Helsinki: Sony Ericsson on Monday entrusted the head of Ericsson’s US technology division with the task of leading the struggling cellphone maker back to profit and reversing a sharp decline in market share.
The 50-50 venture said that it named Bert Nordberg as chief executive in place of Dick Komiyama, who retires at the end of this year.
Sony Ericsson has reported steep losses in past quarters and seen its market share slip to below 5%, sparking market speculation of a possible breakup.
“I would go for increased market share and restoring profitability,” Nordberg said when asked where he hopes to see the company in 1-2 years’ time. He said that he would pursue ongoing restructuring and step up efforts to develop ‘smash-hit’ products.
Nordberg (53), currently executive vice-president at Ericsson and head of the firm’s Silicon Valley business, said that he was extremely confident in support from both parent companies, while turning to profit can’t be too far away.
Of the top five cellphone vendors, Sony Ericsson saw the sharpest drop in sales from the first quarter.
The firm has missed trends like full keyboards, internet browsing and navigation, and research firm Gartner said last week that its market share fell to just 4.7% globally.
‘Big decisions to make´
“Nordberg has some big decisions to make from day one,” said Ben Wood, head of research at CCS Insight.
Wood further said: “Sony Ericsson needs to streamline its mobile software strategy and further reduce its dependence on mid-tier feature phones while working to restore profitability in the toughest economic climate the mobile phone industry has ever seen.”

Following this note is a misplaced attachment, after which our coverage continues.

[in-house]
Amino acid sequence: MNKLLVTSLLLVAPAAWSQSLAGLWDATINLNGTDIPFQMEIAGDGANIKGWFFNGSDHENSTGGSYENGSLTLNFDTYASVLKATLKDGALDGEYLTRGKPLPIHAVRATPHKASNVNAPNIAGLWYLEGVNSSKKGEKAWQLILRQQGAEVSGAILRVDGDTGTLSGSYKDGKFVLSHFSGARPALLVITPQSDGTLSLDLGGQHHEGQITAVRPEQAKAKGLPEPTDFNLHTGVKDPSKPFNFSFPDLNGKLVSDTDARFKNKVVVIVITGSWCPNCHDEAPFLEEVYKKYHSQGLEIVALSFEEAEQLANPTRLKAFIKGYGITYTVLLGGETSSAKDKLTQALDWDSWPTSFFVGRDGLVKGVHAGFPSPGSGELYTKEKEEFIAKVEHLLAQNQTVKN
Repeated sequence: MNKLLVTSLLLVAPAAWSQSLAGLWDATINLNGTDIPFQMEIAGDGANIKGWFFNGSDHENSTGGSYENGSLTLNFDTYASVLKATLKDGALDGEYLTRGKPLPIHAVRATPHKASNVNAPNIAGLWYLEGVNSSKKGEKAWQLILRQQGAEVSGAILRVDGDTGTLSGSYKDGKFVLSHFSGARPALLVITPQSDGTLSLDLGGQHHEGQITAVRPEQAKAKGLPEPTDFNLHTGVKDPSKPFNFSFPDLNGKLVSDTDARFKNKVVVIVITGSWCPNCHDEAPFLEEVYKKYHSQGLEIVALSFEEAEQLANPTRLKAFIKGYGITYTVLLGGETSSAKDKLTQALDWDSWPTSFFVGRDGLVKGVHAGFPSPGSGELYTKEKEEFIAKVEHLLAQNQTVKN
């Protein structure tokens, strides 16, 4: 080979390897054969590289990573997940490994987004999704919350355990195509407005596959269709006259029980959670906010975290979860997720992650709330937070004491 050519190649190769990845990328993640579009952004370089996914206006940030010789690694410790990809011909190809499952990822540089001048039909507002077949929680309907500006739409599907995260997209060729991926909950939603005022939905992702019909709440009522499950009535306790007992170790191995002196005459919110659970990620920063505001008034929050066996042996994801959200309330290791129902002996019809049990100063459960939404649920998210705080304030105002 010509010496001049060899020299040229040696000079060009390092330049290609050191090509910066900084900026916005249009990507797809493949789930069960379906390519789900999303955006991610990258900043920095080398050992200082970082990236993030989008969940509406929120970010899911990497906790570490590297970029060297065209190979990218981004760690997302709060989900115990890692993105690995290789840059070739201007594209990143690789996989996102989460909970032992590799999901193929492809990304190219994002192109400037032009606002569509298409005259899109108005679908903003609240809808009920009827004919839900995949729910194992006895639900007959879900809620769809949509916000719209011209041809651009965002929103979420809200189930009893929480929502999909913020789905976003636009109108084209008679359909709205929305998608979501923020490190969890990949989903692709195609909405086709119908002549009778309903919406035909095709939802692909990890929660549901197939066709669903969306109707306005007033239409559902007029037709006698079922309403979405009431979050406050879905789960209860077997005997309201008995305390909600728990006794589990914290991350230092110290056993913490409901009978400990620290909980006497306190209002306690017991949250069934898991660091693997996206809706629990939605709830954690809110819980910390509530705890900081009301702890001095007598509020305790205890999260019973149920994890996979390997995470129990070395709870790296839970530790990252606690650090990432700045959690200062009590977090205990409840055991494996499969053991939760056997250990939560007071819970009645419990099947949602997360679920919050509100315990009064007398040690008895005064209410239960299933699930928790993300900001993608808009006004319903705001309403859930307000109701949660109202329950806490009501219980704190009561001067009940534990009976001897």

Sony Ericsson is known for its phones focusing on music and imaging, but it has so far lacked a strong offering of smartphones.
Nordberg said that he would look for a strategic revamp of the firm’s product portfolio. “In this industry you need smash-hit products,” he said.
The firm also said that Sony chief executive officer Howard Stringer would become new board chairman on 15 October, replacing Ericsson head Carl-Henric Svanberg, who will become chairman of BP Plc in January.
Nordberg has been with Ericsson since 1996, prior to which he worked with companies including Data General Corp. and Digital Equipment Corp.
In July Sony Ericsson posted a pretax loss of €283 million ($400 million), and said that the rest of the year would be difficult, with the overall market to shrink at least 10%.
Shares in Ericsson were 1.3% lower at 66.30 crowns by 4:03pm, outperforming a DJ Stoxx European technology index down 2%.